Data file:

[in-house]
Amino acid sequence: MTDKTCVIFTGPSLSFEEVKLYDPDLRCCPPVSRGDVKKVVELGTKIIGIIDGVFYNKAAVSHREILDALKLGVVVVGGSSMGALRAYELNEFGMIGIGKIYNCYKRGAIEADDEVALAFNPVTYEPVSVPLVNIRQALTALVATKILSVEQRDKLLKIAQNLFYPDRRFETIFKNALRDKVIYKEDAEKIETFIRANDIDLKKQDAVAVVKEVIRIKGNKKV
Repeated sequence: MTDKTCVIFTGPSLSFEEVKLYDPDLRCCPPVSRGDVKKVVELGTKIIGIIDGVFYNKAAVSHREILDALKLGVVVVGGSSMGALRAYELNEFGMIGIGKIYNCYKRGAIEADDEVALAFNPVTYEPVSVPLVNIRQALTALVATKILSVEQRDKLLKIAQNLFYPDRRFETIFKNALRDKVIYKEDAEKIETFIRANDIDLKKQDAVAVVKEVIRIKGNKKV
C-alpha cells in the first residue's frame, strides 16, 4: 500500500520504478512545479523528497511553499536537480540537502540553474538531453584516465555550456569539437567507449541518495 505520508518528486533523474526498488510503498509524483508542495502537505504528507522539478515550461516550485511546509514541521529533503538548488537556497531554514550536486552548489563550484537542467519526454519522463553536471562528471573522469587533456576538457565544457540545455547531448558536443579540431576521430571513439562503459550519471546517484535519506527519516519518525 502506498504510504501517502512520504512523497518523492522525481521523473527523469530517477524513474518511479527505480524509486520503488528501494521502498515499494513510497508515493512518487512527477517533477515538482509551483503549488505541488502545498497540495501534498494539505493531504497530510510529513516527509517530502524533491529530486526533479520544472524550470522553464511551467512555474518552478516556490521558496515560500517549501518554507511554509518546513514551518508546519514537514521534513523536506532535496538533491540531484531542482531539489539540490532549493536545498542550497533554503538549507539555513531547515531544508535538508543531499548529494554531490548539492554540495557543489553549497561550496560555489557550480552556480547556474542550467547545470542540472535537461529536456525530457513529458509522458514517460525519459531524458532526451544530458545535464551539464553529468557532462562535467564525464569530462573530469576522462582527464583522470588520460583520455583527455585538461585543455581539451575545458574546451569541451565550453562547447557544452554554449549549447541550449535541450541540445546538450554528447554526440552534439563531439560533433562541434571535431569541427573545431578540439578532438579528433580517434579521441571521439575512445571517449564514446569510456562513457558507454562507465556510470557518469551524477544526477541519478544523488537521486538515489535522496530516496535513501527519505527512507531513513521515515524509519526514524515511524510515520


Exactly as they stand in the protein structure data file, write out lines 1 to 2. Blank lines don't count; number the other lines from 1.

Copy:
[in-house]
Amino acid sequence: MTDKTCVIFTGPSLSFEEVKLYDPDLRCCPPVSRGDVKKVVELGTKIIGIIDGVFYNKAAVSHREILDALKLGVVVVGGSSMGALRAYELNEFGMIGIGKIYNCYKRGAIEADDEVALAFNPVTYEPVSVPLVNIRQALTALVATKILSVEQRDKLLKIAQNLFYPDRRFETIFKNALRDKVIYKEDAEKIETFIRANDIDLKKQDAVAVVKEVIRIKGNKKV